RAMALLAH // When Mahmoud Abbas addresses the UN General Assembly today, those in attendance could be forgiven if they experience a sense of déjà vu.
During his speech at last year's annual gathering of the world body, the Palestinian Authority (PA) president announced his intention to seek recognition for a Palestinian state amid great fanfare and popular support back home. Today, he is expected to make a similar request.
Only this time, the distinguished guests will notice the Palestinian leader doing so under less enthusiastic circumstances.
"It's not going to be a transformative moment," said Hanan Ashrawi, a member of the Palestine Liberation Organisation's Executive Committee.
"It will not end the [Israeli] occupation or give us an independent state instantly, but it will create a new dynamic" and have "long-term significance" in promoting Palestinian self-determination.
Because of financial and diplomatic pressure applied by the United States and Israel, last year's bid for UN recognition flopped. The measure failed to win enough support in the UN Security Council to come to a vote, which dashed Palestinian hopes for achieving full membership in the world body.
Mr Abbas is expected to ask for a limited upgrade to the Palestinians' status from an organisational member to Vatican-like "non-member" status. That would require a vote in the 193-member assembly, which the Palestinians are all but assured to win if they put the measure forward for a vote.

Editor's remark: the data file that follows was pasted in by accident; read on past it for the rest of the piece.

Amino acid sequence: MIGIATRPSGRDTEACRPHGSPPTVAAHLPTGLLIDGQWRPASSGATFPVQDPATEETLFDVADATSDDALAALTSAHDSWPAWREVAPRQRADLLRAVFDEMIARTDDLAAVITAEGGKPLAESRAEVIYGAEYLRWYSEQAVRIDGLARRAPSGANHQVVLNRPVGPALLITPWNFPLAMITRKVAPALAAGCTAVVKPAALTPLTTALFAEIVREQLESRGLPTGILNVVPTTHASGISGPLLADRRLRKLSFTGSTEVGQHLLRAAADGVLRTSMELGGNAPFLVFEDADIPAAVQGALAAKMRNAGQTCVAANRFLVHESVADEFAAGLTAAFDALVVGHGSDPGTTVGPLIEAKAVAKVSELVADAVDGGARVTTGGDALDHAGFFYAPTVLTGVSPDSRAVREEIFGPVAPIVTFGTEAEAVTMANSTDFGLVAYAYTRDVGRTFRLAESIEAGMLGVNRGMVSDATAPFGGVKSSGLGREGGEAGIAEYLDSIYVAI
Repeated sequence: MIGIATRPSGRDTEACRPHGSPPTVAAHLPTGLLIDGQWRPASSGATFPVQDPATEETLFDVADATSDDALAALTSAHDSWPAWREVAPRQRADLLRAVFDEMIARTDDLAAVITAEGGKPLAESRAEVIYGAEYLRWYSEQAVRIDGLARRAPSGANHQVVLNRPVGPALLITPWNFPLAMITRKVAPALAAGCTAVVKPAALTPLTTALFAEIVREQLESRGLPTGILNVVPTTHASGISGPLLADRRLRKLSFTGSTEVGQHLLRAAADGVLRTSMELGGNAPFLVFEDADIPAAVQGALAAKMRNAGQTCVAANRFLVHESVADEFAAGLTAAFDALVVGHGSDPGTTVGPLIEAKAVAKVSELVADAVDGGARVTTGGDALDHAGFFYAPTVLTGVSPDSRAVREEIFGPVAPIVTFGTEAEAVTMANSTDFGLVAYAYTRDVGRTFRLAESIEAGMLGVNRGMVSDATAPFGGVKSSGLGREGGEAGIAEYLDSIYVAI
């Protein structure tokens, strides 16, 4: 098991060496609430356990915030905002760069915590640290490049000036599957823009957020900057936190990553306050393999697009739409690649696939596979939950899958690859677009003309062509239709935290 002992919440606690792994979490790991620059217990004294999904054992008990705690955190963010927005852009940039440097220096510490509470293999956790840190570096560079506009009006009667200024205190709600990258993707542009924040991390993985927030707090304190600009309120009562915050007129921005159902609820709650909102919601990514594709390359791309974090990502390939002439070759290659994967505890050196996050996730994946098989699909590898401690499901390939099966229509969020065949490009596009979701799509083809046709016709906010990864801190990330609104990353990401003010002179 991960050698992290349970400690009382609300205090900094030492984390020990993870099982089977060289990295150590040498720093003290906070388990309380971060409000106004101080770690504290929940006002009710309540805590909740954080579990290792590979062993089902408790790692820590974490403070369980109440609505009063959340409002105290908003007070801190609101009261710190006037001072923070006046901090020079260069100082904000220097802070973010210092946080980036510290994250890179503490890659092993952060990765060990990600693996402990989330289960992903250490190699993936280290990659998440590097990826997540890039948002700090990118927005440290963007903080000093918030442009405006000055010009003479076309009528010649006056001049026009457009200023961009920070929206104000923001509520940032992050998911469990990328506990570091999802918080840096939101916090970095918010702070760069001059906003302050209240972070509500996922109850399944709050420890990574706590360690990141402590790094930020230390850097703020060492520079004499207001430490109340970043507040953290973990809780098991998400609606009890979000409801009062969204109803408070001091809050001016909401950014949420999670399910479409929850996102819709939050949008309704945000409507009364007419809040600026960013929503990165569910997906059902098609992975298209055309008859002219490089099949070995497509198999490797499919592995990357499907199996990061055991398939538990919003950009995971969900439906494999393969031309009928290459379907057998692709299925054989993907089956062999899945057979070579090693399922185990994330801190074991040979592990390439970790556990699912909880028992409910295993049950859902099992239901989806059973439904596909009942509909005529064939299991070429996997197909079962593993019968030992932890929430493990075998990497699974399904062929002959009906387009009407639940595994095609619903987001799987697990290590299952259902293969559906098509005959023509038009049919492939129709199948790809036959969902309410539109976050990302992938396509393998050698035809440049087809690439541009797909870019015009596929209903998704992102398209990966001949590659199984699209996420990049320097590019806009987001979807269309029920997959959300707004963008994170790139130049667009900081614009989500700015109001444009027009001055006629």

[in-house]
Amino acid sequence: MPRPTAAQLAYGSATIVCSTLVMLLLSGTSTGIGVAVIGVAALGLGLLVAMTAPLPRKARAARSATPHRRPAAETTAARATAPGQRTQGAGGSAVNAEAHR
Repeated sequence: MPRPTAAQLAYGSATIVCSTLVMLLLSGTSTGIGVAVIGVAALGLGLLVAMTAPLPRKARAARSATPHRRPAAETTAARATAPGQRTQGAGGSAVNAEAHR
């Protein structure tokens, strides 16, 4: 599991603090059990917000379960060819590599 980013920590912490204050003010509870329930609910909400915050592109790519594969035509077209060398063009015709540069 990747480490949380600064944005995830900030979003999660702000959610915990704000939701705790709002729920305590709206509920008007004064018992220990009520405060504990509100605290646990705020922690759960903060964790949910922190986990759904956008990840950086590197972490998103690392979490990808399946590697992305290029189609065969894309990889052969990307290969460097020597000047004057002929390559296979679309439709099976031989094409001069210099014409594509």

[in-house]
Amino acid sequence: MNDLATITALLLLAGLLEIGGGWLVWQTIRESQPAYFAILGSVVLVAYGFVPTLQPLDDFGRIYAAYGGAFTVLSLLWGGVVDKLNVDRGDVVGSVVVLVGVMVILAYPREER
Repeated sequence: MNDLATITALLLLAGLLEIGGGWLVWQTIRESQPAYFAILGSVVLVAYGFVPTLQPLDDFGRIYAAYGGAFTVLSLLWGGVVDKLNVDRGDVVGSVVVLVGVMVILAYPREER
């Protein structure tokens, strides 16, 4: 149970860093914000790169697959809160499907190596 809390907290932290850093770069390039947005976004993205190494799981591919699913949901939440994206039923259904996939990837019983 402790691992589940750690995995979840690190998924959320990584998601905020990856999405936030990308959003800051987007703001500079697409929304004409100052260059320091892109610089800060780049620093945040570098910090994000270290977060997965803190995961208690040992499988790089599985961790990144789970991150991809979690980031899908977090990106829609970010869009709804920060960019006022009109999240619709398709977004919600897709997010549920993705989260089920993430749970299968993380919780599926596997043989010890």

This would grant them access to a number of international institutions, including the International Criminal Court, where Ramallah could initiate war crimes proceedings against Israel over its 45-year occupation of the Palestinian territories.
But Mr Abbas travels to New York with none of the parades, media promotion or the Palestinian cities draped in banners of support for the UN effort that buoyed his journey there last year.
"Last year was a lost opportunity," said Mustafa Barghouti, a former Palestinian presidential candidate who lives in Ramallah.
It was lost in part because of pressure from Washington and Tel Aviv, both of which oppose the statehood bid because they say the only way to settle the Israel-Palestinian conflict is by negotiations.
Mr Abbas, who has refused peace talks with Israel because of its refusal to stop building settlements, is believed to have delayed pursuing statehood in the General Assembly for fear of angering the administration of Barack Obama, the US president.
Further pressure from abroad becomes acutely more painful now that the PA is struggling with an unprecedented financial crisis because of unpaid funds from foreign donors. Those donations comprise the bulk of its US$4billion (Dh14.6) budget, the rest come from taxes and municpal fees.
"The PA cannot afford another fight with their donors,'' said Hussein Ibish, senior fellow at the American Task Force on Palestine, a non-governmental organisation based in Washington, DC.
''It is still unclear when Mr Abbas will attempt the UN vote but in deference to the US, most believe it will not happen until after the American presidential election on November 6.
For many Palestinians, however, the issue has become a sideshow to their struggles under Israeli occupation.
"There was some hope for the UN thing last year, but now people aren't paying any attention because they have bigger issues to deal with," said Jamal Juma'a, coordinator at Stop the Wall Campaign, an activist group opposed to Israel separation barrier.
* With additional reporting by Bloomberg News